NO SURGERY FOR A-ROD…FOR NOW
Remember how well no surgery for Hideki Matsui worked out? I hope the Yankees have received better advice this time. The Yankees will still need insurance for the position — even if Rodriguez can “play,” we’ve seen what this kind of injury did to Chase Utley and Mike Lowell last season.
Throughout the evening I’ll be spelunking through the world’s roster flotsam to see if there are any third base possibilities that could provide the Yankees with better depth than they currently possess. This is emphatically a non-systematic look, no better than guesses and random suggestions. I’m sticking with lower echelon guys, because the team is unlikely to try to deal for an All-Star type (if one is even available) until it has a better idea of how much Rodriguez it’s really going to get. Thus the trick is finding someone who will fit on the bench or in the minors if/when Rodriguez becomes available and is also demonstrably more potent than Angel Berroa and Cody Ransom. Fortunately, that group includes everyone. Here’s the first pile.
Ray Durham (Free Agent): Durham, 37, can still hit, having batted .289/.380/.453 for the Giants and Brewers last year. A legitimate switch-hitter at one time, his right-handed stroke seems to have died over the last couple of years. As a career second baseman, the last time he played third base in the majors was… never.
Esteban German (about to be a Free Agent): German was designated for assignment by the Royals a few days ago. He has played a little third base each of the last five years, though he’s not particularly good at it. German was once a useful offensive player, making up for his lack of punch with a high walk rate. Then he stopped walking.
Mark Grudzielanek (Free Agent): Grudz is a career .290 hitter but has never produced much because he doesn’t get on base or hit with any power. Over the last two seasons, he hit .301/.345/.415, though he missed about half of 2008 with injuries. He last played third base in 1995. This would be a desperation pick-up, but “desperate” describes the situation with a high degree of accuracy.
Jeff Keppinger, Danny Richar (Reds 40-Man): The Reds have a legion of infielders in camp and might not mind moving one. Richar will turn 26 this year. He’s a left-handed hitter with a little pop who has spent all but 72 games of his career in the minors, where he has been a .288/.338/.440. PECOTA has a weighted mean projection of .253/.318/.401 for Richar, but that’s as a Red — in another ballpark, that projection would presumably drop. Keppinger is a vet who can usually hit for average, though injuries prevented him from doing so in the second half last year. Keppinger has mostly played short in the majors, but he’s stretched there. Right now he seems to be behind Alex Gonzalez and Jerry Hairston, Jr. on the depth chart.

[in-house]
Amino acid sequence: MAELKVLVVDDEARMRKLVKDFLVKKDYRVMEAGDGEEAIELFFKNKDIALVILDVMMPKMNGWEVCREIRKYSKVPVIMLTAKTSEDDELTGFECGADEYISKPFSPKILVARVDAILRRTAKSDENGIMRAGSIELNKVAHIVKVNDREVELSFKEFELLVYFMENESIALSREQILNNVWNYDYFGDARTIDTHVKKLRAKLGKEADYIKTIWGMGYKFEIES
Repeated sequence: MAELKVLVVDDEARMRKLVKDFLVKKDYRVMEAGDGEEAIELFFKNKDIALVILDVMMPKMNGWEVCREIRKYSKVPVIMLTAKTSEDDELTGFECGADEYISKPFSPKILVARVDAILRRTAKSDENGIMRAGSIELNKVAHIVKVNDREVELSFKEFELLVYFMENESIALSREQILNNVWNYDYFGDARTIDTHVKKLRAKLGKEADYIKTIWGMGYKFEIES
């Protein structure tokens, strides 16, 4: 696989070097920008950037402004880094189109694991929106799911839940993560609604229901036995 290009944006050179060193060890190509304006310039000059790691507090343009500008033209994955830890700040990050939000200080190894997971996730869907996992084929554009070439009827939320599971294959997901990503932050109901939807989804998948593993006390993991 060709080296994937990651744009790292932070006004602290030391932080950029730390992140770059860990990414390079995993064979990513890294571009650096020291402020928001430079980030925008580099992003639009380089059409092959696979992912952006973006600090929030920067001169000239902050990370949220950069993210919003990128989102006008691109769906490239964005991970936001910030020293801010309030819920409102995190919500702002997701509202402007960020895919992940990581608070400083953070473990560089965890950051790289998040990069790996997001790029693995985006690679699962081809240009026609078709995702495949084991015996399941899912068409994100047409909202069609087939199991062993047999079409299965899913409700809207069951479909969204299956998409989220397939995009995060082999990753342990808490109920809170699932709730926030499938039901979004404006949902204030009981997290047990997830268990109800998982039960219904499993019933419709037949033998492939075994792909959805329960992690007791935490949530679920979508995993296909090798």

Kevin Kouzmanoff (Padres 40-Man): This one is likely a reach unless the Yankees want to send a real prospect or two, but the Padres are a financial mess and have a bit of depth at this position as sophomore Chase Headley could take over the hot corner if Kouzmanoff were to leave town. No defensive whiz, Kouzmanoff does have a potent righty bat that has been camouflaged by Petco Park — last year he hit .226/.268/.390 at home, but .292/.329/.473 on the road. He’s impatient and strikes out quite a bit, but the road figures represent the real hitter.
Scott McClain (Giants NRI): The soon to be 37-year-old journeyman, once an expansion Ray, got the call from the Giants last fall and hit .273/.368/.485, which is probably the high upside of his hitting abilities. He’s been a pro since 1990 and has spent some time in Japan as well as the American minors. Including his time overseas, he has hit 405 pro home runs — we’re talking Crash Davis here. As a domestic Minor Leaguer, he’s hit .271/.357/.484, including .300/.388/.553 at Triple-A last season. He’s never been a great fielder, and an optimistic Major League projection would be .240/.320/.420, but that would far surpass the Berroa/Ransom combo.
Dallas McPherson (Marlins 40-man): The former Angels prospect, now 28. A left-handed power hitter, he led the minors in home runs last year, batting .275/.379/.618 with 42 home runs at Triple-A Albuquerque. He also struck out 168 times in 448 at-bats. He’s no fielder and would struggle to reach base 30 percent of the time, but he’d hit a few balls over the fences.
More to come…